“Your iPhone 8 will probably wirelessly connect to your television set to give you that big screen gaming experience… So really, what’s the point of those next-gen consoles?”
“I mean, what would your mobile game look like in 2015? Who knows how fast that’s going to operate, but you can bet it’s going to be faster than an Xbox 360″ - Epic Games President Mike Capps
These quotes drew my brother and I into a lively debate. I took the “consoles will never die” stand, and he took the iPad’s side. Things were said, feelings were hurt, and we both promised to never discuss “the incident” again.
At this moment in gaming history, the portable vs. console debate seems to set off frothy-mouthed nerd rage — sometimes requiring mall security to come “Observe and Report” two gamers verbally duking it out in a Gamestop.
DNF: Playstation 3 vs iPad 2?
Cort: “It goes without saying that portable *and* home console technology will continue to improve. It also goes without saying that no matter how powerful your phone gets, a dedicated console will be orders of magnitude more powerful. When you go for portability, you always sacrifice some power. The iPhone 8 may put an Xbox 360 in your pocket, but meanwhile Microsoft’s going to put an Xbox 720 in your living room. So, as long as game developers can think of ways use more processing power to deliver more compelling games, there will still be a place for home consoles — and I promise you we can always find a use for more power!”.“
DNF: So, as technology continues to grow in the console arena, where does that leave the iOS devices?
Cort:“I don’t see iOS/portable gaming devices going anywhere either. They fill a niche that the home console market can’t (at least until that magical day when we install PS3s and Bravias in every toilet stall on Earth). Think back to the PS2/Xbox1/GameCube era: there was no indie games scene, PSN/XBLA/Steam didn’t exist, and “mobile phone gaming” meant that you could play Snake and Tetris on your Nokia clamshell. As a professional game developer, you could either make a big-budget triple-A project with EA or Activision and sell millions of copies at Best Buy, or you were SOL. Now, thanks to ubiquitous smartphones and home broadband, successful games can be built on every scale from World of Warcraft all the way down to Minecraft. This is progress!”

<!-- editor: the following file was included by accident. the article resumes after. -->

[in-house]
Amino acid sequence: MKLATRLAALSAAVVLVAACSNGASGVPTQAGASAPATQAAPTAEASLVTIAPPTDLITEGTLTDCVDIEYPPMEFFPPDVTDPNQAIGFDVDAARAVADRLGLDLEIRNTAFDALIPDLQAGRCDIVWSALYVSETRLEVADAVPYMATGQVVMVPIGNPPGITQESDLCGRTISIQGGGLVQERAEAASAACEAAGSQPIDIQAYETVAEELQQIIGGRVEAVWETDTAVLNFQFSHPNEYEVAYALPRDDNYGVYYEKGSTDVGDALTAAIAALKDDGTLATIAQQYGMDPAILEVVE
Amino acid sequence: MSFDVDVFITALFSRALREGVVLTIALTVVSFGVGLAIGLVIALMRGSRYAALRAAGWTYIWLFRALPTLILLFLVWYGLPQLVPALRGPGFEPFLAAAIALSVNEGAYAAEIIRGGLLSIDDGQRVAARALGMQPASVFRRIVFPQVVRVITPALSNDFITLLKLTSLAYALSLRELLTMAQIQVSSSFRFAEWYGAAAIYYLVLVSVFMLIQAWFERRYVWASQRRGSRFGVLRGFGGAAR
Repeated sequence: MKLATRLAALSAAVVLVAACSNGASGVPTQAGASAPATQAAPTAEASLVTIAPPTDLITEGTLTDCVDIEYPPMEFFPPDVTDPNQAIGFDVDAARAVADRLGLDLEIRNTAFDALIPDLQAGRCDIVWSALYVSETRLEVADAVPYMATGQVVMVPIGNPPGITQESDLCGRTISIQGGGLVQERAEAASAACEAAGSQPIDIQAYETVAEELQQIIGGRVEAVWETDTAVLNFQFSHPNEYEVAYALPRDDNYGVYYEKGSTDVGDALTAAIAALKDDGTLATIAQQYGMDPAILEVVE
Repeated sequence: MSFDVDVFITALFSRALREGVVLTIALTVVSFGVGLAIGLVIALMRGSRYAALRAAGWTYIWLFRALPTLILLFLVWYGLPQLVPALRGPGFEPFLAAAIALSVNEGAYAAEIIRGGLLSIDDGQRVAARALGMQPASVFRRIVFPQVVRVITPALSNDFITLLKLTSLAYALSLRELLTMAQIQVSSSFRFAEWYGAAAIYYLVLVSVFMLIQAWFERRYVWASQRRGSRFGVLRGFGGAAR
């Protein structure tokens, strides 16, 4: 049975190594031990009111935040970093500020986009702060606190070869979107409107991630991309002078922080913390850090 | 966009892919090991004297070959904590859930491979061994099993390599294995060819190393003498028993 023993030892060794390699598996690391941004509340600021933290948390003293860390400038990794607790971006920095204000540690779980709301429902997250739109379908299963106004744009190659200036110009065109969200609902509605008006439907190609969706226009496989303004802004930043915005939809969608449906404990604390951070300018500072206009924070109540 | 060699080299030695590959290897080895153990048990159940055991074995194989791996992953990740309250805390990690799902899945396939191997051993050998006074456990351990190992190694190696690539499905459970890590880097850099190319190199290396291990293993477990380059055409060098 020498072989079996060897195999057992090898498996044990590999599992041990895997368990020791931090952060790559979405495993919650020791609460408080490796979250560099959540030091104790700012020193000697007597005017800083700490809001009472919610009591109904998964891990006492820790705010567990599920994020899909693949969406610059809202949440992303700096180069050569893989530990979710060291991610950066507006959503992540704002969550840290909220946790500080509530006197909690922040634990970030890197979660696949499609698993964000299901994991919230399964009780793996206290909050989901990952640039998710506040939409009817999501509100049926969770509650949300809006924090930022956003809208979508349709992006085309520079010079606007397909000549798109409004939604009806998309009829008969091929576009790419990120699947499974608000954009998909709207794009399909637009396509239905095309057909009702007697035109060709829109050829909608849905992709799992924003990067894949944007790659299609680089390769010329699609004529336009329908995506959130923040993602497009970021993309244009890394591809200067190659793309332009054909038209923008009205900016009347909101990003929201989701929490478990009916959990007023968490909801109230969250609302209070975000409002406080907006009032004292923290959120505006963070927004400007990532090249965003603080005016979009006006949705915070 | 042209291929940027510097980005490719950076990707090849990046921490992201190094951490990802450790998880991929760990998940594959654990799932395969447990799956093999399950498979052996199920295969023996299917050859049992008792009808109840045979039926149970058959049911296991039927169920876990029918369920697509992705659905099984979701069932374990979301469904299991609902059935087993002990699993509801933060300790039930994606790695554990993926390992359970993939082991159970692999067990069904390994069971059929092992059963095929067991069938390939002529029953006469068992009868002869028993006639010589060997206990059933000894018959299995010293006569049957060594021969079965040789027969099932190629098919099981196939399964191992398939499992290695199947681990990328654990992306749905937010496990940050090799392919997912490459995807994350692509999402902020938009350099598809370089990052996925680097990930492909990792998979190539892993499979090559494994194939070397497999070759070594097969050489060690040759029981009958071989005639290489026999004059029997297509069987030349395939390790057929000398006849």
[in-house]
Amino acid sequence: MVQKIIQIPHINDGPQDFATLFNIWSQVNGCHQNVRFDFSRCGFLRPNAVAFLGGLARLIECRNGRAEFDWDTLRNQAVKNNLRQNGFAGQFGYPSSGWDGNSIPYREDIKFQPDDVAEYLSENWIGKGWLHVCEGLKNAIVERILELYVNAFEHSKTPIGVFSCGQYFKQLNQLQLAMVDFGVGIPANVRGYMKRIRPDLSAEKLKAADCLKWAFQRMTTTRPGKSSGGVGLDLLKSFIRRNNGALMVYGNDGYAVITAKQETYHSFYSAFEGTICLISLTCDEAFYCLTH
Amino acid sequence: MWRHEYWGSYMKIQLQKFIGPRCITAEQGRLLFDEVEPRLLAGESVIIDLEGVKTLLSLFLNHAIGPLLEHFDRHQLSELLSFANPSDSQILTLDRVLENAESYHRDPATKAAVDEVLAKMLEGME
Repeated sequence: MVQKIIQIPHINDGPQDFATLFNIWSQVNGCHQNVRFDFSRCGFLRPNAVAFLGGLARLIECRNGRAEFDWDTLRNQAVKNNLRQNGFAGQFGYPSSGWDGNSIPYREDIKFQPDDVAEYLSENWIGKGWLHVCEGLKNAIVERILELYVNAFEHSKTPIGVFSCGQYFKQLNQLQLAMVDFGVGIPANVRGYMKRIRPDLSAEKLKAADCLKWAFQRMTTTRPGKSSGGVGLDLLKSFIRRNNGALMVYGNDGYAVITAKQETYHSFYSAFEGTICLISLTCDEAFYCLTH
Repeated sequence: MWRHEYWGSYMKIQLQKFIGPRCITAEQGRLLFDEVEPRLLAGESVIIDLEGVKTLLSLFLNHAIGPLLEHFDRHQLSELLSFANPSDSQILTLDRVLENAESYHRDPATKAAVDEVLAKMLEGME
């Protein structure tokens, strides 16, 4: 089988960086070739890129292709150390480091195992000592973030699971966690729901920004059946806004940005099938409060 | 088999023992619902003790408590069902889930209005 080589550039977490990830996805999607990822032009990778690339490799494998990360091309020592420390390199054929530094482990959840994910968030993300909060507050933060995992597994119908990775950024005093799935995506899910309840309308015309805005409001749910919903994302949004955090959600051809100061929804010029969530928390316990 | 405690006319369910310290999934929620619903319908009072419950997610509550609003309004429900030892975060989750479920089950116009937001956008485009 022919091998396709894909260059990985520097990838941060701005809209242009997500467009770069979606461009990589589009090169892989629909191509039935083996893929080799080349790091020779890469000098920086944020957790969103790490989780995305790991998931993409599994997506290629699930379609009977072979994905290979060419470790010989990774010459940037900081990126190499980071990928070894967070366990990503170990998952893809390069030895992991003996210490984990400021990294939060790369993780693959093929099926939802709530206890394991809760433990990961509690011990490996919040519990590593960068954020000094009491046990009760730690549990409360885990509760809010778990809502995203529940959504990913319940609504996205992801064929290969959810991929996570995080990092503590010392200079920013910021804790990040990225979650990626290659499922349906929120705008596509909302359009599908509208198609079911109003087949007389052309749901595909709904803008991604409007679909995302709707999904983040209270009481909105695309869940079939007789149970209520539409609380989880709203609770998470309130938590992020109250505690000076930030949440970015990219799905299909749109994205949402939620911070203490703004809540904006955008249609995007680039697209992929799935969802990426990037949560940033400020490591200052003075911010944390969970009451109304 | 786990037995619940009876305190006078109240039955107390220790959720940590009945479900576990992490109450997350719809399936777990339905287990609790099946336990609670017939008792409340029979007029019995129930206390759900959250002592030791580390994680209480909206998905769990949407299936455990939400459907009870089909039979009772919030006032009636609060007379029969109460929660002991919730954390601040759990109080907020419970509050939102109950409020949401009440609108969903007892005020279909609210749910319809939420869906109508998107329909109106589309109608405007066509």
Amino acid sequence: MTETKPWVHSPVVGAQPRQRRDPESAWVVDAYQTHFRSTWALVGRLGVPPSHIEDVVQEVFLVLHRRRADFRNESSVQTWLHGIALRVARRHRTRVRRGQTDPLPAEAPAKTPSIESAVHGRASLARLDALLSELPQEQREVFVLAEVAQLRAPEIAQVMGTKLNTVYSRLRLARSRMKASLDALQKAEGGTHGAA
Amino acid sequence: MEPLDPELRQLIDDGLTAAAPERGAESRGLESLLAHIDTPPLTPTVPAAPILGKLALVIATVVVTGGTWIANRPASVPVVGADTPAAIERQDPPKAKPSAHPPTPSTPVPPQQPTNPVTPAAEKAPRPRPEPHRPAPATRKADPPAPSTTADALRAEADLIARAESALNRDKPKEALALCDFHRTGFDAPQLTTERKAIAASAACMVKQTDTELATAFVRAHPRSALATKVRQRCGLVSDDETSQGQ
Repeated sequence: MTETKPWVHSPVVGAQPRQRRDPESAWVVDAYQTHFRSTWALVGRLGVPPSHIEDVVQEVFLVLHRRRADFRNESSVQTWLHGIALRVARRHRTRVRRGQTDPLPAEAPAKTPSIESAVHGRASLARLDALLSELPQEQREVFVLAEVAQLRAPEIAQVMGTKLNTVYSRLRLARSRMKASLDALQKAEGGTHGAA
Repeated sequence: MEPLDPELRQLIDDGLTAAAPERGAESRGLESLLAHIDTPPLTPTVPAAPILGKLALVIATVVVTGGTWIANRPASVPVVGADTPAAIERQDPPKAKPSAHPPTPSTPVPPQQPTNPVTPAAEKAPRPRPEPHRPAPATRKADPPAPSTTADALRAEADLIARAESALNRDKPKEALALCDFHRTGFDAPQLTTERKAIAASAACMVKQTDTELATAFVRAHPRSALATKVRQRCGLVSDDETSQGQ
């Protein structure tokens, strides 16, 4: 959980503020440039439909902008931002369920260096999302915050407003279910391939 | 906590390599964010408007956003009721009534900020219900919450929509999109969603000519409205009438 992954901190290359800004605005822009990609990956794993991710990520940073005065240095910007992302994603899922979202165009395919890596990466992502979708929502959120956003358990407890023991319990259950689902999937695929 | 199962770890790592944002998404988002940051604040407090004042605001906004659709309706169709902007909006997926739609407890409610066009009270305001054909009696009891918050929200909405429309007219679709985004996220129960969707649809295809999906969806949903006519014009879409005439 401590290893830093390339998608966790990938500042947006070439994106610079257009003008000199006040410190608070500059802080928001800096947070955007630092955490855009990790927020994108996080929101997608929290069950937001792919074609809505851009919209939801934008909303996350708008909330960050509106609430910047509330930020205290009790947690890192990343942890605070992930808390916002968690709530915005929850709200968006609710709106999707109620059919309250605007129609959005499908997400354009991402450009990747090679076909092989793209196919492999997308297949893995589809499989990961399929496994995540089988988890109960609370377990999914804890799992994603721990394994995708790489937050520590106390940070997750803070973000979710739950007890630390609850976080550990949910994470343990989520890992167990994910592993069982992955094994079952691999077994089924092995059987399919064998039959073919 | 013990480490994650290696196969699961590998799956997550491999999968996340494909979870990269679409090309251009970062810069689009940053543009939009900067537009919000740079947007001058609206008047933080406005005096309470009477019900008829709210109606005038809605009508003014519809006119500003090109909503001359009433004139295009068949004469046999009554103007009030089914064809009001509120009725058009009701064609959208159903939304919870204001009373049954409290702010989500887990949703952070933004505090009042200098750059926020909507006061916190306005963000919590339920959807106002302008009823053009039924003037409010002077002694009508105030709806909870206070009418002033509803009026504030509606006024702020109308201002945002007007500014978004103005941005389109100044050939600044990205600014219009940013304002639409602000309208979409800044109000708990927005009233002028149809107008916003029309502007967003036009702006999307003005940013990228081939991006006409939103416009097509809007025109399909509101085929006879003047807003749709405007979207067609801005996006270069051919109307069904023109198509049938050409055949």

DNF: So it’s not a matter of one taking over the other, it is a matter of coexistence?
Cort: “People trot out this argument before every new console generation. ‘Games are already good enough!’, they say. ‘What will better technology get us that we don’t already have? Better graphics? Who cares; graphics are already photo-realistic!’ And in the short-term, they’re right; the first wave of titles for any new console tends to be slightly prettier variations on proven, last-gen ideas. But with enough time and experimentation, each generation inevitably comes into its own. I guarantee that in five year’s time, you’ll look back at PS3/360 games and cringe at how primitive they are.”
Next time you see it in the headlines, just chuckle. It’s not important.
Just think about Star Trek: The Next Generation. Everyone had a nifty tablet for personal work — and Angry Birds — but when they needed to run the ship, they still used the large, powerhouse computers. Let’s just hope that next time someone shoots a photon torpedo at your house, your Xbox 360 doesn’t explode and shower you with sparks. That would suck, and you would have to wipe off the fake-looking head wound later.
Thanks to Cort for taking time out of his day to reply to my inane questioning.Tweet